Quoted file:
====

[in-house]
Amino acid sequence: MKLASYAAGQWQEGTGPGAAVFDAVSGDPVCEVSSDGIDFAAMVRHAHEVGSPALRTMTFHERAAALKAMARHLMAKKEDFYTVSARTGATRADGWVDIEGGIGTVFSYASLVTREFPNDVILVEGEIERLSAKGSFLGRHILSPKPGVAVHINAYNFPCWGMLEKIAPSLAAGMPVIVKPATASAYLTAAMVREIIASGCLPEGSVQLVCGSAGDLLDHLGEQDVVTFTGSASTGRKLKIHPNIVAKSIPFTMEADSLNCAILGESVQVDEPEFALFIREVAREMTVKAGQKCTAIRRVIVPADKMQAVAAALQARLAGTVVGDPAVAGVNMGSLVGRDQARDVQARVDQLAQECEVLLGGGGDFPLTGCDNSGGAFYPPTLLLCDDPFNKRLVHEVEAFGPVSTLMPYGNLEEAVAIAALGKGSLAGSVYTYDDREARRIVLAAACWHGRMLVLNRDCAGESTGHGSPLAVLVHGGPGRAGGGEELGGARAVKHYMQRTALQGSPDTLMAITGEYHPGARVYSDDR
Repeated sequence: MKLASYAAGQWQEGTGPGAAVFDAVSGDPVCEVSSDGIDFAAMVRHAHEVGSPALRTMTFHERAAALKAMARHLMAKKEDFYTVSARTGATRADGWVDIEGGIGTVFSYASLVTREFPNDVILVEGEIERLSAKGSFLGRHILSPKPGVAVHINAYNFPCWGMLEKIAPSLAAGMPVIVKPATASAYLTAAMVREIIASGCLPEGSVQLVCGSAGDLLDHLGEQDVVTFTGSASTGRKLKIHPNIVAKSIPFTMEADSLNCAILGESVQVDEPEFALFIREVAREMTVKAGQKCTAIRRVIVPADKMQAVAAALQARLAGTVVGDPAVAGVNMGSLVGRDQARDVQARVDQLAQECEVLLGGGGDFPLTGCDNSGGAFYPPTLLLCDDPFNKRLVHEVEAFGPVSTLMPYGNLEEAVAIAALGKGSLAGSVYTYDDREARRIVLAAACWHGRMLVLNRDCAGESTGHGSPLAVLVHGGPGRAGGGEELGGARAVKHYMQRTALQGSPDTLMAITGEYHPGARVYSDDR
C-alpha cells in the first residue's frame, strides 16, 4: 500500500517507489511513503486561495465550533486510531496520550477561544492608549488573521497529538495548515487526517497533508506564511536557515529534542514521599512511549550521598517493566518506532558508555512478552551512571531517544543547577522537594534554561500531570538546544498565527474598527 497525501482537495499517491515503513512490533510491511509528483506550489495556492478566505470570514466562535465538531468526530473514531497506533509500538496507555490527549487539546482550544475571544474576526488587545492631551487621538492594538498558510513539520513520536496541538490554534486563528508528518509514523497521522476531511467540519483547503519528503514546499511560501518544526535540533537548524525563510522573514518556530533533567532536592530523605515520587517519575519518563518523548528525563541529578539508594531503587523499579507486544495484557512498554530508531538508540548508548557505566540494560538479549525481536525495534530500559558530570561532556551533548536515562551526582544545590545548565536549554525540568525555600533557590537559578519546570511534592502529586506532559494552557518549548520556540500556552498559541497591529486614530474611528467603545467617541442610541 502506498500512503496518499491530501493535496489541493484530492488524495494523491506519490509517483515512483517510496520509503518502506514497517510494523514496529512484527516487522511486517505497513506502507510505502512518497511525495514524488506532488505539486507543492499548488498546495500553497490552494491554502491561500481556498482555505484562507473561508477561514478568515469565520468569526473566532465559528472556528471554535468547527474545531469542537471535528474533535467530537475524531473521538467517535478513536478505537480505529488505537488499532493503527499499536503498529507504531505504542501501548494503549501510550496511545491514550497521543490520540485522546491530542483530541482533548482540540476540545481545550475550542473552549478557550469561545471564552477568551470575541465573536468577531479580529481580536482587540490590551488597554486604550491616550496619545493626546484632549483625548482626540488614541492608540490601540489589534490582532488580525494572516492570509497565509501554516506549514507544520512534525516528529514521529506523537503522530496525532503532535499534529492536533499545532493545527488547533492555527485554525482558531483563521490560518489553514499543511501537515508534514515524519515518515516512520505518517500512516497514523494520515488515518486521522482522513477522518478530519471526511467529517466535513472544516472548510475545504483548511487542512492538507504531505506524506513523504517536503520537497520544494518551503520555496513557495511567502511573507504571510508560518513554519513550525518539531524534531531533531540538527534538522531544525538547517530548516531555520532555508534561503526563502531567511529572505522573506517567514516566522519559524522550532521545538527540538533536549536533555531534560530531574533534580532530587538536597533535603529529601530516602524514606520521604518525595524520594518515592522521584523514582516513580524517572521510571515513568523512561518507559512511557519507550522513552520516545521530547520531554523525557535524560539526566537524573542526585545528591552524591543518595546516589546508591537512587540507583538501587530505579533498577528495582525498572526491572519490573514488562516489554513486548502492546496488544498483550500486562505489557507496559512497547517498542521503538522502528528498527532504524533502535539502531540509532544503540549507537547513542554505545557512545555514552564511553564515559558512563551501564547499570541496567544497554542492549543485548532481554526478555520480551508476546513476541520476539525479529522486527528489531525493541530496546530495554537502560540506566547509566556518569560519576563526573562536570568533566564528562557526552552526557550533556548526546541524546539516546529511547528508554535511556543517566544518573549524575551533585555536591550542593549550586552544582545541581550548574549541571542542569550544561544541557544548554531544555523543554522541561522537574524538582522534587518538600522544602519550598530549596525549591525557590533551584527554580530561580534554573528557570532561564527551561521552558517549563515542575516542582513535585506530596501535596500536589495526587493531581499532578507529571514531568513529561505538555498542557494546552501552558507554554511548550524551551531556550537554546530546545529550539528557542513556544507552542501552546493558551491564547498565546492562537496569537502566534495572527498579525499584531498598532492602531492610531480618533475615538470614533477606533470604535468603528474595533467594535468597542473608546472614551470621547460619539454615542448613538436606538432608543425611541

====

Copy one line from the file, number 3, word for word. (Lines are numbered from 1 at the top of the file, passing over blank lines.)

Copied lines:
Repeated sequence: MKLASYAAGQWQEGTGPGAAVFDAVSGDPVCEVSSDGIDFAAMVRHAHEVGSPALRTMTFHERAAALKAMARHLMAKKEDFYTVSARTGATRADGWVDIEGGIGTVFSYASLVTREFPNDVILVEGEIERLSAKGSFLGRHILSPKPGVAVHINAYNFPCWGMLEKIAPSLAAGMPVIVKPATASAYLTAAMVREIIASGCLPEGSVQLVCGSAGDLLDHLGEQDVVTFTGSASTGRKLKIHPNIVAKSIPFTMEADSLNCAILGESVQVDEPEFALFIREVAREMTVKAGQKCTAIRRVIVPADKMQAVAAALQARLAGTVVGDPAVAGVNMGSLVGRDQARDVQARVDQLAQECEVLLGGGGDFPLTGCDNSGGAFYPPTLLLCDDPFNKRLVHEVEAFGPVSTLMPYGNLEEAVAIAALGKGSLAGSVYTYDDREARRIVLAAACWHGRMLVLNRDCAGESTGHGSPLAVLVHGGPGRAGGGEELGGARAVKHYMQRTALQGSPDTLMAITGEYHPGARVYSDDR